Inside the 'fortress' camp for Vietnamese migrants heading to UK cannabis farms

By Elisa Perrigueur

Each year many Vietnamese migrants arrive in France after trekking across Europe in their long and arduous bid to get to the United Kingdom. For hundreds of them the last stop before their attempt to cross the English Channel is a discreet camp at Angres one hundred kilometres from the Port of Calais and which is known locally as 'Vietnam City'. The camp is controlled by traffickers, who are fiercely protective of their 'prime location' next to the main motorway to the Channel and next to a service station where UK-bound lorries park. But as Elisa Perrigueur reports, even if the Vietnamese migrants do make it to Britain, many will find themselves working as modern day slaves on illegal cannabis farms.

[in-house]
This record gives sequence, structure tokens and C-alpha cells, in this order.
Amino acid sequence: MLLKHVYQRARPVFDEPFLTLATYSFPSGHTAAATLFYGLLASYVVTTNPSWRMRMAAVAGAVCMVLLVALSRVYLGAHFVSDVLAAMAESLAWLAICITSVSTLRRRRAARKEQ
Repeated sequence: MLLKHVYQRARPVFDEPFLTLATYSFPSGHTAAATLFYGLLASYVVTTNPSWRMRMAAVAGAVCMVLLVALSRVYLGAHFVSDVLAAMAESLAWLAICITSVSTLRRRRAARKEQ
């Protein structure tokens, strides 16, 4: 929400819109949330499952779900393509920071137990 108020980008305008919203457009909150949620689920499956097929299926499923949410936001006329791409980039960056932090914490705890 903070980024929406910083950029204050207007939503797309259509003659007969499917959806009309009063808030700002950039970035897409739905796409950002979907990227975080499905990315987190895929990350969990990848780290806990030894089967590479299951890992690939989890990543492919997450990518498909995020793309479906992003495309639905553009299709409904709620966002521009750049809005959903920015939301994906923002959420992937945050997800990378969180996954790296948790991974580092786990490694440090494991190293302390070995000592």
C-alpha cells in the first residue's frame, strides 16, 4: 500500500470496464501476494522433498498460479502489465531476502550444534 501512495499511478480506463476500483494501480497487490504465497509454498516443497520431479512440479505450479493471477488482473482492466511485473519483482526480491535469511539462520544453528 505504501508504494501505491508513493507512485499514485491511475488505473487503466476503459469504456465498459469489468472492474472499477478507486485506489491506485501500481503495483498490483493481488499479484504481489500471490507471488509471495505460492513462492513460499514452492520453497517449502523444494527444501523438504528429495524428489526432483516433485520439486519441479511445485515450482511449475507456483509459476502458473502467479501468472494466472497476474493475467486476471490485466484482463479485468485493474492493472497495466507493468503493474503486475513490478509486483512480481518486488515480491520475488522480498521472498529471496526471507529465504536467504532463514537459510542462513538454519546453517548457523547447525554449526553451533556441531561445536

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Dusk is falling over the brick building, the red Asian lanterns are shimmering in the cold while a light illuminates the shed next door. Silence reigns despite the fact that there are around 30 people here killing time on this cold evening on February 20th. A few hooded silhouettes are warming their hands while two men are chopping logs with an axe. Others stand smoking around a wood-burning stove in a sleeping area with walls daubed with colourful graffiti and where electric cables hang from the ceiling.